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A plea hearing has been set for a La Crosse man charged in a drunk driving death in central Wisconsin. 22-year-old Tyler Deal has pleaded innocent to a half-dozen criminal charges, but reports say a plea deal is in the works. His hearing is set for July 19th. Marathon County authorities said Deal hit a utility pole on County Trunk "V" south of Spencer in February of last year. A passenger, 22-year-old Paige Delo, was killed. The driver's charges include homicide by intoxicated and negligent driving, possession of marijuana, and homicide by the use of a controlled substance. Deal is currently free on bond.

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The federal government is giving $1.5 million dollars to a Milwaukee program which helps prisoners get a fresh start after they've served their time. The Labor Department has announced the grant for Milwaukee's Center for Self-Sufficiency. The non-profit group provides training and employment services for women and young people who are coming out of prison. The center also works with school-and-community groups on programs that help make families stronger. It helps former inmates deal with the aftermath of substance abuse and other trauma in their past.

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Wisconsin's two U.S. senators went different ways, when the chamber approved a five-year farm policy package costing a half-trillion-dollars. Democrat Tammy Baldwin of Madison joined a 66-27 majority which passed a new Farm Bill late yesterday. Republican Ron Johnson of Oshkosh voted no, saying the large amount of food stamps in the package was too much to stomach. The Senate package cuts the Supplemental Nutrition Assistance Program by $400-million a year, or a half-percent. The Republican-controlled House is about to consider a much larger cut of around two-billion per year - while making it harder for some people to get food stamps. The food aid was added to the Farm Bill several decades ago, to help round up support from urban lawmakers for various farm subsidies. That support has gone sour since the Great Recession, when millions more Americans went on food stamps. Johnson says food stamps should be debated on their own. As for the other Farm Bill programs, he said a positive risk management effort was off-set by negatives that include a dairy supply management package. Both the Senate and the House versions would overhaul federal dairy policy by creating a new insurance program for producers, while dropping other dairy subsidies and price supports. A market stabilization program could order cuts in production when high supplies drive down prices. The dairy package got little debate in the Senate - but the House could be another story. GOP Speaker John Boehner (R-Ohio) says the stabilization program is "Soviet-style," and he vows to push for an amendment.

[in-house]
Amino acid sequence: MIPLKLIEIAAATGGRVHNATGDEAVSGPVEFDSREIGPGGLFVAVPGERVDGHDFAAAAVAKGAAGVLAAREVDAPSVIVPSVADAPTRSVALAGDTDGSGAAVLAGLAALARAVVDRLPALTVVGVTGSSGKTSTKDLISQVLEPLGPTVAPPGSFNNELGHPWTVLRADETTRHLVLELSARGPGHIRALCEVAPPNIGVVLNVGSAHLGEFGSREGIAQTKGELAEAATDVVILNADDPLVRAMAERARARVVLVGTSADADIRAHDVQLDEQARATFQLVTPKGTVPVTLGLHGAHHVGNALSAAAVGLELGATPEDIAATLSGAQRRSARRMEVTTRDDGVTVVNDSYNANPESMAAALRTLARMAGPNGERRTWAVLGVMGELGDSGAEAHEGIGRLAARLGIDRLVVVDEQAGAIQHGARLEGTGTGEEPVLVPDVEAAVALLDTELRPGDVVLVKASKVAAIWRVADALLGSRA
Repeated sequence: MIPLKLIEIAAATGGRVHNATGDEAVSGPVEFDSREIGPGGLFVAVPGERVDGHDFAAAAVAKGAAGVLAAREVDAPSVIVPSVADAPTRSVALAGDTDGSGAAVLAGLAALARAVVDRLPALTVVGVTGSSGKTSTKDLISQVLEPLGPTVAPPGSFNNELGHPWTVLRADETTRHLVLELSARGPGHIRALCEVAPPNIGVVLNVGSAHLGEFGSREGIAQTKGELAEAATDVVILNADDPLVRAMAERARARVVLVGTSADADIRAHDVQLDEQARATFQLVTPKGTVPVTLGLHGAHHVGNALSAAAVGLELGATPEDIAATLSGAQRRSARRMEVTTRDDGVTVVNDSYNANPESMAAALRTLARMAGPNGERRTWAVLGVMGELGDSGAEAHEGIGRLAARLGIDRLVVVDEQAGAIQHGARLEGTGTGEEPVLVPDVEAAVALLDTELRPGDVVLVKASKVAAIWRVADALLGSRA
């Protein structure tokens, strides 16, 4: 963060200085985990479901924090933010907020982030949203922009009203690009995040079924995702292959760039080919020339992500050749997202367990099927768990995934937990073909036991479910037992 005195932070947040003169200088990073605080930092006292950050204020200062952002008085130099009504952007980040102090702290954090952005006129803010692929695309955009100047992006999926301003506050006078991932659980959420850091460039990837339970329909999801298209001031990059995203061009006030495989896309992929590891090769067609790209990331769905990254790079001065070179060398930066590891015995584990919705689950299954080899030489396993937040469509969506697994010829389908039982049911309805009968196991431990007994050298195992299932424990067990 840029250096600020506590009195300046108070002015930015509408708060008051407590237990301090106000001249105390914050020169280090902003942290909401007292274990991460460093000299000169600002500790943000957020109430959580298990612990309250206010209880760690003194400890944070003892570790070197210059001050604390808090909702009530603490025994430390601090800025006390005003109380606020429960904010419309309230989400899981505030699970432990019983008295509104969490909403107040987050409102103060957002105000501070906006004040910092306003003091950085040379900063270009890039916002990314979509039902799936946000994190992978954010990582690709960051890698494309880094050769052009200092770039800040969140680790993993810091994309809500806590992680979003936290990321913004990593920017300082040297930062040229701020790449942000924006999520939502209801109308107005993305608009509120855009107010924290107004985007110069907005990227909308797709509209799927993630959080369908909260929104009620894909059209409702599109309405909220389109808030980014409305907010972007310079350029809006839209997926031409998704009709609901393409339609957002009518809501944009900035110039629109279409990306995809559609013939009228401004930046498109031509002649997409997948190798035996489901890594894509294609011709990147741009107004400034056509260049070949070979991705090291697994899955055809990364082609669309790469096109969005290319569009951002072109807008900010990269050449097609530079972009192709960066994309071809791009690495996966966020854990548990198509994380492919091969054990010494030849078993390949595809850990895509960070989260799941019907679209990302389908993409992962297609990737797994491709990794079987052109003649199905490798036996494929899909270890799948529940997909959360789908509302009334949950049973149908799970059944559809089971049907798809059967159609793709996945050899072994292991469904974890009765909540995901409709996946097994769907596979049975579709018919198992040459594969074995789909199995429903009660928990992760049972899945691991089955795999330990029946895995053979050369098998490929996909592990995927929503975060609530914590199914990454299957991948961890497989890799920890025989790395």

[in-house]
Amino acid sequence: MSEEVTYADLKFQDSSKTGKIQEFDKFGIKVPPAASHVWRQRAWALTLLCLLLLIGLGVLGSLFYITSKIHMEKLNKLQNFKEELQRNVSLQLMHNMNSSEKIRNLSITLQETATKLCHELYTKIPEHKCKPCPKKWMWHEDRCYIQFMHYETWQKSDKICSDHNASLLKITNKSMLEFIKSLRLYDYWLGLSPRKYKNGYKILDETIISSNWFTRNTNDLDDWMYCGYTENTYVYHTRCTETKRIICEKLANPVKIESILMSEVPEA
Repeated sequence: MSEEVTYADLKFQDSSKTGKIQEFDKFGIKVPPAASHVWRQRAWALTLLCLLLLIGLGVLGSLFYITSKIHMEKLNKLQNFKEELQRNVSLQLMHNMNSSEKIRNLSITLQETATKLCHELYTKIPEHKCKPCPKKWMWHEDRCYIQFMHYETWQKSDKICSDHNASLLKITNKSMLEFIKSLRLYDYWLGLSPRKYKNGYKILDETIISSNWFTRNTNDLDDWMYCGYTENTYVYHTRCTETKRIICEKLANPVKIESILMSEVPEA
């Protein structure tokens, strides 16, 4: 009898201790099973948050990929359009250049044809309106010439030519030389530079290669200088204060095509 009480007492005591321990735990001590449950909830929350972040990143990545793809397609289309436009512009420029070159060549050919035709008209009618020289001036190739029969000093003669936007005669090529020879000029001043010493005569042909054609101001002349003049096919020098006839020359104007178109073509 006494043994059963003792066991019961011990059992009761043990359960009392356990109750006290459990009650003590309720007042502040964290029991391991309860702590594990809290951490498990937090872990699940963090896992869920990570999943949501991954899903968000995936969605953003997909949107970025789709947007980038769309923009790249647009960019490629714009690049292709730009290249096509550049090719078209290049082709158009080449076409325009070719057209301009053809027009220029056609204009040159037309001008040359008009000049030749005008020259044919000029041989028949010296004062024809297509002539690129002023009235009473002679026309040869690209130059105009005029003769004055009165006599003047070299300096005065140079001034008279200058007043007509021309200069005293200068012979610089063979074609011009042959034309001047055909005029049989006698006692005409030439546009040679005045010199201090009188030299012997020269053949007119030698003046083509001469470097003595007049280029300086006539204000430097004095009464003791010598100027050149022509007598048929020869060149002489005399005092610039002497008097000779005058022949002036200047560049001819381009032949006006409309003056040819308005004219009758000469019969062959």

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A Milwaukee Catholic high school teacher will ask a judge to drop two sexual assault charges against her. The attorney for 28-year-old Megan Garland told a judge yesterday that the victims' statements to police were not enough to prosecute the instructor. The district attorney's office says the evidence points to a teacher who was taking advantage of her students. A hearing on the dismissal request is set for June 24th in Milwaukee County Circuit Court. Garland has been suspended as a science teacher at Milwaukee Messmer High School, for allegedly having sex with a pair of teen boys. An adult witness reportedly saw Garland having sex with a 14-year-old Messmer student in the parking lot of another school.

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The Wisconsin DNR has a new deer-and-elk researcher. Dan Storm was recently promoted to replace the departed Jared Duquette. The DNR says Storm will work on mortality studies for bucks-and-fawns, and the nutritional content of deer killed by vehicles. He'll also be a consultant to DNR managers on a host of issues that involve deer-and-elk. Storm joined the department last year as a researcher.